A great many of the men interred at Andersonville National Cemetery died of illnesses associated with starvation and exposure. For those Irish within the camp who had endured the Great Famine, many of the ailments they saw must have seemed brutally familiar. Among them were causes like dropsy, dysentery, diarrhoea. It is a sad irony that some of those who succumbed to symptoms such as dropsy, dysentery and diarrhoea had only months before sent money to Ireland- in order to prevent precisely those conditions from developing there.

In 1863 fears that Ireland was on the brink of Famine led to international appeals to the diaspora for funds. Poor harvests for three consecutive years had left many destitute, and apparent disaster loomed. In response to the threat, relief committees that had previously been established to channel funds to assist the worst afflicted areas were reactivated. Irish American men and women in the war-torn United States responded quickly, and generously. There was a particularly strong reaction from serving Irish Americans in the Union military. This is a topic I have previously explored in these posts:

Irish Relief Fund: The Remarkable Contribution of Union Soldiers & Sailors

Naming Over 800 Union Soldiers Who Supported the Poor of Ireland

Among those men whom I have identified as contributing to the 1863 Relief of Ireland fund, at least six later died at Andersonville. There were undoubtedly many more. There is a particular pathos to the fact that some of them succumbed to the very same illnesses they hoped their donations would prevent in Ireland. Indeed as children and young men, some of them likely saw others die from precisely the same ailments during the Famine. I hope the project will identify more of the Andersonville victims who donated to the Irish fund, but some details about those currently identified follows below.

William Curran’s grave at Andersonville. He is buried under the name William Carroll, an alias he was recorded under in the regiment (Find A Grave)

William Curran, 42nd New York Infantry

William is interred in Andersonville under the name William Carroll, though Curran appears to have been his real name. He was among a host of men in the ranks of the 42nd New York (Tammany) Regiment that donated to the Relief of Ireland fund, a number of whom died at Andersonville. Born in Ireland around 1826, William would have been a young adult at the time of the Great Famine. He enlisted aged 35 on 10th June 1861, having been a shoemaker in New York’s 18th Ward. He was an experienced soldier and veteran volunteer when he was captured at Petersburg on 22nd June 1864. He died of scurvy at Andersonville on 15th November 1864, 18 months after he had donated to the relief fund.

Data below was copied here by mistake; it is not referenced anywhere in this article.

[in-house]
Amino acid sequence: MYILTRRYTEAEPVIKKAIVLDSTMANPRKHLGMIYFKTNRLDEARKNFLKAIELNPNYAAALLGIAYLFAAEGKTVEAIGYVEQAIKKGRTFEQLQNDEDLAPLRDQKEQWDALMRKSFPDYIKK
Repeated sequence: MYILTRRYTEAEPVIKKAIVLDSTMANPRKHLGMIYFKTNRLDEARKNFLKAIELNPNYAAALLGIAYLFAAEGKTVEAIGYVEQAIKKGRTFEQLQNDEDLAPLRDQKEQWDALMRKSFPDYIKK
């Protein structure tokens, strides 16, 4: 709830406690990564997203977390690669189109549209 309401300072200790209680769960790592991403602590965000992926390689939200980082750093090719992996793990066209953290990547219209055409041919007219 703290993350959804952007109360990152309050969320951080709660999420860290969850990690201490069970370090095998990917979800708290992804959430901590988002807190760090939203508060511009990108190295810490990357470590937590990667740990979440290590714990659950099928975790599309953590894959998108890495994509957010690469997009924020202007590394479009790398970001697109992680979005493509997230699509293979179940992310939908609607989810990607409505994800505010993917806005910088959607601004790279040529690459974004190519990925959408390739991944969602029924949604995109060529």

Donor Garrett Hyde’s grave at Andersonville National Cemetery (Find A Grave)

Garrett Hyde, 42nd New York Infantry

There are few details about Garrett’s life. He was 23-years-old when he enlisted on 19th June 1861 at Long Island, and was another who was captured at Petersburg on 22nd June 1864. He died of scurvy at Andersonville on 18th October 1864.

The mark of Michael Kenny’s illiterate mother Bridget, made when she applied for a pension after her son’s death in Andersonville. She lived in Fairhill, Galway City (NARA)

Michael Kenny, 42nd New York Infantry

Michael was sometimes recorded under the alias William Smith. He had enlisted in June 1861, and was also captured at Petersburg on 22nd June 1864. He was 25-years-old when he joined up, and had certainly been in Ireland during the Famine. While he was fading away from scurvy in Georgia his mother Bridget was still back in Fairhill, Galway City, where Michael had grown up. His father had died there in 1854. A cooper by trade, Michael had saved his earnings in Galway to pay for his passage to America, and had been sending his mother money home from the army before his capture. He died in Andersonville on 27th October 1864.

The grave of Irish Relief donor William Mulcahy at Andersonville National Cemetery (Find A Grave)

William Mulcahy, 42nd New York Infantry

William was from Co. Cork, and had been there during the awful years of the Great Famine. He and his mother had emigrated to New York after his father Bartholomew’s death in Ireland in 1854. Once in America they made their home in New York’s Mott Street, where William worked as a carpenter. He was 26-years-old when he enlisted in September 1861. His cause of death on 28th October 1864 was recorded as chronic diorrhoea.

The grave of William Stripp, the young Bavarian who donated to the Relief of the Poor of Ireland, Andersonville National Cemetery (Find A Grave)

William Stripp/Stupp, 42nd New York Infantry

Not everyone who had sympathy for the plight of the Irish poor in 1863 was from Ireland. William Stripp served among many Irish Americans in the Tammany Regiment, and was one of those who gave towards the aid of those from a land he had never set foot in. He was a native of Rossbach in Bavaria. A jewwller before joining up, he lived with his mother Elizabetha and invalided father Michael in New York. William had enlisted on 22nd June 1861 and was captured at Petersburg on 22nd June 1864. He was 23-years-old when he died at Andersonville on 11th November 1864. His cause of death was variously given as dropsy and scurvy.

The grave of donor John Harris at Andersonville National Cemetery (Find A Grave)

John Harris, 63rd New York Infantry

John was from Co. Down, and was a 33-year-old labourer when he enlisted in the Irish Brigade in September 1861. He was captured at Bristoe Station, Virginia on 14th October 1863, and died at Andersonville on 13th August 1864.

If you have any information regarding Irish Americans interred at Andersonville, please contact us via the dedicated project email, andersonvilleirish[at]gmail.com.